Entergy Corp., which runs the plant, said the failure lead to the transformer in Unit 3 to short-circuit and catch fire on May 9.
The investigation also confirmed that water and foam used to put the fire out as well as non-nuclear fluid from the transformer overflowed the containment system's capacity.
"We have been working closely with independent engineers, and with federal and state agencies, to address issues surrounding the May 9 transformer failure, and corrective actions are well underway," said Bill Mohl, president of Entergy Wholesale Commodities, the Entergy business unit that owns Indian Point. "These actions reinforce our commitment to environmental responsibility and transparency, as well as the continued safe, secure and reliable operation of Indian Point."
Entergy said the transformer has since been replaced, Unit 3 has returned to service, "and no remediation was warranted at most locations of reported sheens from fluids that reached the Hudson River."
Officials and environmental groups expressed concerns following the fire, after a sheen could be seen in parts of the Hudson River near the nuclear plant.
According to the investigation, the transformer's dielectric fluid -- a clear mineral oil that acts as an electrical insulator and coolant -- mixed with water and foam from firefighters battling the blaze, and flowed from a moat into a storm drain leading to the plant's discharge canal and ultimately the Hudson River.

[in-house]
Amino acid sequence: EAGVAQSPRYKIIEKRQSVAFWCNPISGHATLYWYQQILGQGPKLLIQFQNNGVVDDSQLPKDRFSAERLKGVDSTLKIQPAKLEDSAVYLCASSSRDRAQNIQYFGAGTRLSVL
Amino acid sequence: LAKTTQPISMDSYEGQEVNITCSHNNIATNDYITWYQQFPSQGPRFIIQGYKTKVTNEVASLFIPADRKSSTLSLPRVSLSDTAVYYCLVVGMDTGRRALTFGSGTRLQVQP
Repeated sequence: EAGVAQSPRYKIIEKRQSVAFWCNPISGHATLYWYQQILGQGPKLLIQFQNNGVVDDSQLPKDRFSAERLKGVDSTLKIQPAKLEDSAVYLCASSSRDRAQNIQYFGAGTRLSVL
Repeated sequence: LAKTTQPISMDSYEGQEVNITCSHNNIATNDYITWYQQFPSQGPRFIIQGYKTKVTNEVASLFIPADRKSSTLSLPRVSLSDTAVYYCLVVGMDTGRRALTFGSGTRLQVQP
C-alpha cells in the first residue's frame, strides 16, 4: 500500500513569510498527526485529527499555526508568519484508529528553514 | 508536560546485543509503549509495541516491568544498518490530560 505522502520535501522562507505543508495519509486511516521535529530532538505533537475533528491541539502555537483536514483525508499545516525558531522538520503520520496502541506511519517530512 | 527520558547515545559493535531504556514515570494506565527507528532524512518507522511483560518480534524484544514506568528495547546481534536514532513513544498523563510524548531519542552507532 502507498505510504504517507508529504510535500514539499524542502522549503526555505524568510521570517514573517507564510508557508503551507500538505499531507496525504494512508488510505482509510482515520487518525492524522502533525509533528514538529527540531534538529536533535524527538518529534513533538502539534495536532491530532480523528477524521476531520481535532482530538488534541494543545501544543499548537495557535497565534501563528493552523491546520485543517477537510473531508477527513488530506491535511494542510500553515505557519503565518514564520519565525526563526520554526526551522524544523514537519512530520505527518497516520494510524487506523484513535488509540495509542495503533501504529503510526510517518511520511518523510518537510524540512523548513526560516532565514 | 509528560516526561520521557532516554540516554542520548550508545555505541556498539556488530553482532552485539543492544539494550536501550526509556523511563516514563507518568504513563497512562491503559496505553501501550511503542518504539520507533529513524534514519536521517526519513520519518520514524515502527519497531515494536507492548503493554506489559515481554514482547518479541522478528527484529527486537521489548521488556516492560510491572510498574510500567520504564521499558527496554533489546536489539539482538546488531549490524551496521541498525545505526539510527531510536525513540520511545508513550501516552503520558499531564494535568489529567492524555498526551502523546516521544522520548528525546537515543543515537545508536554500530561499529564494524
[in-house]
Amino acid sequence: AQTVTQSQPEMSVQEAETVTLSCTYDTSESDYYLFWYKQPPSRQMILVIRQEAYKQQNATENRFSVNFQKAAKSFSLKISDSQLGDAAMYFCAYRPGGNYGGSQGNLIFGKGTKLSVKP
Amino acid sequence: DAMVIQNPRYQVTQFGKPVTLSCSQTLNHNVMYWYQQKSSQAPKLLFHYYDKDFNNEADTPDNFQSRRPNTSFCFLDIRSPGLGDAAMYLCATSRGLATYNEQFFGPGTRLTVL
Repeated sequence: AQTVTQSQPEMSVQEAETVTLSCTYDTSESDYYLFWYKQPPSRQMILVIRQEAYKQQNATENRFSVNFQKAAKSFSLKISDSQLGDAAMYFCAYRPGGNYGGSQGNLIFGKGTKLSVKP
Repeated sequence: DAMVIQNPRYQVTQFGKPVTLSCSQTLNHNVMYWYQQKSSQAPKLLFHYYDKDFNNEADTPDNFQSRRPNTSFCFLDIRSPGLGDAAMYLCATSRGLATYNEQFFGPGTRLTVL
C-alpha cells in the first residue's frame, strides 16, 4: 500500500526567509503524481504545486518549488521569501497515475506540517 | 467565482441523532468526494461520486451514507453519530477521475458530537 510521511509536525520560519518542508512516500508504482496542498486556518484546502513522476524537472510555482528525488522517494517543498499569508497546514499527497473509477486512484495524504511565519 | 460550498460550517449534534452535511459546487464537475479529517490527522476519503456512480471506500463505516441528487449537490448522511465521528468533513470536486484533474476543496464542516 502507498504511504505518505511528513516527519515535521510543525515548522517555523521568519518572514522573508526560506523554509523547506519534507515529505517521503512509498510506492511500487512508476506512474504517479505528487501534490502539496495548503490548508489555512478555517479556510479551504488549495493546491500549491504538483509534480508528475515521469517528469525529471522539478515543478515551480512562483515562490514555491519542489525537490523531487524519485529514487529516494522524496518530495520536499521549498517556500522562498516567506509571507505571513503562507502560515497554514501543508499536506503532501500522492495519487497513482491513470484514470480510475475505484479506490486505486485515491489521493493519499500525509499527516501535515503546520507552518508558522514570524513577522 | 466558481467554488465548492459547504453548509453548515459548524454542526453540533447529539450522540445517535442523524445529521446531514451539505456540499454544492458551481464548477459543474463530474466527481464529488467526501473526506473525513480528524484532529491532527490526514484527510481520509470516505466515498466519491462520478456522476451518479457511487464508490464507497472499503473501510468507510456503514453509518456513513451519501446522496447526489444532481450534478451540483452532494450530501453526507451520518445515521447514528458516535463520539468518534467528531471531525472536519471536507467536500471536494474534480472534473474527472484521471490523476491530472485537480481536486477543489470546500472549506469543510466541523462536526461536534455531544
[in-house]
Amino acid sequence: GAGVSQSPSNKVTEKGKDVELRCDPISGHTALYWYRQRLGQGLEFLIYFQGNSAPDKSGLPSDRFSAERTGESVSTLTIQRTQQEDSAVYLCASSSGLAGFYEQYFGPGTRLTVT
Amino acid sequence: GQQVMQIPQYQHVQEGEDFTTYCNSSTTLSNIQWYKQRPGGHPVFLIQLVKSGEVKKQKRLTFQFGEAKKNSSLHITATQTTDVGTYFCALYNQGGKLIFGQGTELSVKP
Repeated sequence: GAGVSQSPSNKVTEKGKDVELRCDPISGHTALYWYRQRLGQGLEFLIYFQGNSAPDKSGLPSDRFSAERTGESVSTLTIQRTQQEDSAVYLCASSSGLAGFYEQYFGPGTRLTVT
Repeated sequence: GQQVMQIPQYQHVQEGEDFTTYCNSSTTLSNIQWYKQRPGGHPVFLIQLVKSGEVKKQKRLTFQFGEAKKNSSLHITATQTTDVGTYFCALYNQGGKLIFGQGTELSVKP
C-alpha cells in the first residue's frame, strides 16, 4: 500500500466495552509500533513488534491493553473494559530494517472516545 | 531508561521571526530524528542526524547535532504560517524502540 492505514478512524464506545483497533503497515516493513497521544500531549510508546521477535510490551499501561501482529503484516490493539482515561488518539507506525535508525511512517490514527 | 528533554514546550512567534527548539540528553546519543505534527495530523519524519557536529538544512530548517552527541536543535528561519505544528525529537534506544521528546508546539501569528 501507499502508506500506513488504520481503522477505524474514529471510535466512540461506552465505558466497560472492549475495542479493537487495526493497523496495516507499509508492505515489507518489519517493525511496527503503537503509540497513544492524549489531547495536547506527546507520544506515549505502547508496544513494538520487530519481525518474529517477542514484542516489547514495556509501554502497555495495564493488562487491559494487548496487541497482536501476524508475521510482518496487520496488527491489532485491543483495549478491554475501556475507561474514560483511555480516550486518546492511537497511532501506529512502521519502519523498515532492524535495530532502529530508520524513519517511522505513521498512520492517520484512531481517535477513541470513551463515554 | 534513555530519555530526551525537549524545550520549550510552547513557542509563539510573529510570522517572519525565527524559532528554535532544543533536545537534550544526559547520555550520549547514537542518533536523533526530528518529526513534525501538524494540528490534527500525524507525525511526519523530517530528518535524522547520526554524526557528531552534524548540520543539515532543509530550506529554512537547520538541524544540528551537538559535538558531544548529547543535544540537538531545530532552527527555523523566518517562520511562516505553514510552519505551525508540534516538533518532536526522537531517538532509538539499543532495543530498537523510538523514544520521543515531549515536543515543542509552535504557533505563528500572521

In response, officials placed sorbent and hard environmental protective booms in and outside the discharge canal and removed the fluid, Entergy said.
About 3,000 gallons of dielectric fluid reached the river, the U.S. Coast Guard estimated.
Entergy said its contractors inspected about 25 sheens on the Hudson River and of those, 19 did not require remediation.
"Entergy and its independent engineers are reviewing the environmental response to the May 9 incident, and have confirmed that all actions taken to date, including fluid release notifications and calls for response assistance, were consistent with applicable regulations and appropriately implemented," the corporation said Tuesday.
The Indian Point Energy Center supplies electricity for homes, businesses and public facilities in New York City and Westchester County.
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